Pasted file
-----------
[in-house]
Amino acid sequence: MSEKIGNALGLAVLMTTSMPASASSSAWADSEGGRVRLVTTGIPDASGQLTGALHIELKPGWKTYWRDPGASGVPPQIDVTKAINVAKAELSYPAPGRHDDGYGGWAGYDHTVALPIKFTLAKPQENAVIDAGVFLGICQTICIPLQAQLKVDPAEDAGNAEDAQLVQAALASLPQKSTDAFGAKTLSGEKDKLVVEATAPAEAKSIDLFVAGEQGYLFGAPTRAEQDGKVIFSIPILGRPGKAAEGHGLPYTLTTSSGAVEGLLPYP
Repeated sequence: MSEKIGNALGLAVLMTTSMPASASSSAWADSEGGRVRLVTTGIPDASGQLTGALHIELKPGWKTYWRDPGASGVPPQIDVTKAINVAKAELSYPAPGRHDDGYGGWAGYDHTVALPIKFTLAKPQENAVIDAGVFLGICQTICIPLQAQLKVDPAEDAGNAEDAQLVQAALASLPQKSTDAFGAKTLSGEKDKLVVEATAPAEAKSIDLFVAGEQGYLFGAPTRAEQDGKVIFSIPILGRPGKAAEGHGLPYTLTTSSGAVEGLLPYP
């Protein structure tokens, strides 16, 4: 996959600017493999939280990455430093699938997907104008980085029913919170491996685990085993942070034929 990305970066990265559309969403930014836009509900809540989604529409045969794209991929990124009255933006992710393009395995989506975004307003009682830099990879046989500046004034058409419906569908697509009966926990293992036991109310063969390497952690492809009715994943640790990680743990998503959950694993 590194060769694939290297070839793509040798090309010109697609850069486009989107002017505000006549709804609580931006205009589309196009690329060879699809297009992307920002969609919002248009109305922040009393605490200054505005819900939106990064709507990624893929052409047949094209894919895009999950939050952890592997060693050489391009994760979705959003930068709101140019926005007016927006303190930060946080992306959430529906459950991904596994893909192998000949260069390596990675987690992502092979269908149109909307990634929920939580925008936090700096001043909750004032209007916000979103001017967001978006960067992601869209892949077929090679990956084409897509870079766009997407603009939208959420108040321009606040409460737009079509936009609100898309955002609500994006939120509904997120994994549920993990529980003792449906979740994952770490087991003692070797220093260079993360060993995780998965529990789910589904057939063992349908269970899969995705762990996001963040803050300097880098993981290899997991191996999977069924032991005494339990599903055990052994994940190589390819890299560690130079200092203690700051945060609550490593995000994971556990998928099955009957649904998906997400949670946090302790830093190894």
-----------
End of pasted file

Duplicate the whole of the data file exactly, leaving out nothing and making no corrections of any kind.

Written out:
[in-house]
Amino acid sequence: MSEKIGNALGLAVLMTTSMPASASSSAWADSEGGRVRLVTTGIPDASGQLTGALHIELKPGWKTYWRDPGASGVPPQIDVTKAINVAKAELSYPAPGRHDDGYGGWAGYDHTVALPIKFTLAKPQENAVIDAGVFLGICQTICIPLQAQLKVDPAEDAGNAEDAQLVQAALASLPQKSTDAFGAKTLSGEKDKLVVEATAPAEAKSIDLFVAGEQGYLFGAPTRAEQDGKVIFSIPILGRPGKAAEGHGLPYTLTTSSGAVEGLLPYP
Repeated sequence: MSEKIGNALGLAVLMTTSMPASASSSAWADSEGGRVRLVTTGIPDASGQLTGALHIELKPGWKTYWRDPGASGVPPQIDVTKAINVAKAELSYPAPGRHDDGYGGWAGYDHTVALPIKFTLAKPQENAVIDAGVFLGICQTICIPLQAQLKVDPAEDAGNAEDAQLVQAALASLPQKSTDAFGAKTLSGEKDKLVVEATAPAEAKSIDLFVAGEQGYLFGAPTRAEQDGKVIFSIPILGRPGKAAEGHGLPYTLTTSSGAVEGLLPYP
């Protein structure tokens, strides 16, 4: 996959600017493999939280990455430093699938997907104008980085029913919170491996685990085993942070034929 990305970066990265559309969403930014836009509900809540989604529409045969794209991929990124009255933006992710393009395995989506975004307003009682830099990879046989500046004034058409419906569908697509009966926990293992036991109310063969390497952690492809009715994943640790990680743990998503959950694993 590194060769694939290297070839793509040798090309010109697609850069486009989107002017505000006549709804609580931006205009589309196009690329060879699809297009992307920002969609919002248009109305922040009393605490200054505005819900939106990064709507990624893929052409047949094209894919895009999950939050952890592997060693050489391009994760979705959003930068709101140019926005007016927006303190930060946080992306959430529906459950991904596994893909192998000949260069390596990675987690992502092979269908149109909307990634929920939580925008936090700096001043909750004032209007916000979103001017967001978006960067992601869209892949077929090679990956084409897509870079766009997407603009939208959420108040321009606040409460737009079509936009609100898309955002609500994006939120509904997120994994549920993990529980003792449906979740994952770490087991003692070797220093260079993360060993995780998965529990789910589904057939063992349908269970899969995705762990996001963040803050300097880098993981290899997991191996999977069924032991005494339990599903055990052994994940190589390819890299560690130079200092203690700051945060609550490593995000994971556990998928099955009957649904998906997400949670946090302790830093190894």